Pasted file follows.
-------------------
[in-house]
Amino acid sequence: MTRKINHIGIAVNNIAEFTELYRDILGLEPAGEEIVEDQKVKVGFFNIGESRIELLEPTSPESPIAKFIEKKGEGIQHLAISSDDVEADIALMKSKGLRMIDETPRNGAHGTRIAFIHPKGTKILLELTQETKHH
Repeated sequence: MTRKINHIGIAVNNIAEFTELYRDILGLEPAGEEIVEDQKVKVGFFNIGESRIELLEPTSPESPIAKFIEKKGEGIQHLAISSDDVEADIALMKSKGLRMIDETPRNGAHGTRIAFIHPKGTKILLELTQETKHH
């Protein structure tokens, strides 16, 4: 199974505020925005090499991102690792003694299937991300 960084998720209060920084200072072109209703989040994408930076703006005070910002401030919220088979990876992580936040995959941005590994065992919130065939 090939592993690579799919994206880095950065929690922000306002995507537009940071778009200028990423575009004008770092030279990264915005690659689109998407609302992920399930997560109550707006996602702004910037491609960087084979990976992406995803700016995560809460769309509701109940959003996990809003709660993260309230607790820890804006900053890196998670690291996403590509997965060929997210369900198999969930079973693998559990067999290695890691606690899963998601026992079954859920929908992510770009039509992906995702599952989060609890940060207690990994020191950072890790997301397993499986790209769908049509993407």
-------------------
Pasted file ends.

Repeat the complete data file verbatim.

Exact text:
[in-house]
Amino acid sequence: MTRKINHIGIAVNNIAEFTELYRDILGLEPAGEEIVEDQKVKVGFFNIGESRIELLEPTSPESPIAKFIEKKGEGIQHLAISSDDVEADIALMKSKGLRMIDETPRNGAHGTRIAFIHPKGTKILLELTQETKHH
Repeated sequence: MTRKINHIGIAVNNIAEFTELYRDILGLEPAGEEIVEDQKVKVGFFNIGESRIELLEPTSPESPIAKFIEKKGEGIQHLAISSDDVEADIALMKSKGLRMIDETPRNGAHGTRIAFIHPKGTKILLELTQETKHH
């Protein structure tokens, strides 16, 4: 199974505020925005090499991102690792003694299937991300 960084998720209060920084200072072109209703989040994408930076703006005070910002401030919220088979990876992580936040995959941005590994065992919130065939 090939592993690579799919994206880095950065929690922000306002995507537009940071778009200028990423575009004008770092030279990264915005690659689109998407609302992920399930997560109550707006996602702004910037491609960087084979990976992406995803700016995560809460769309509701109940959003996990809003709660993260309230607790820890804006900053890196998670690291996403590509997965060929997210369900198999969930079973693998559990067999290695890691606690899963998601026992079954859920929908992510770009039509992906995702599952989060609890940060207690990994020191950072890790997301397993499986790209769908049509993407």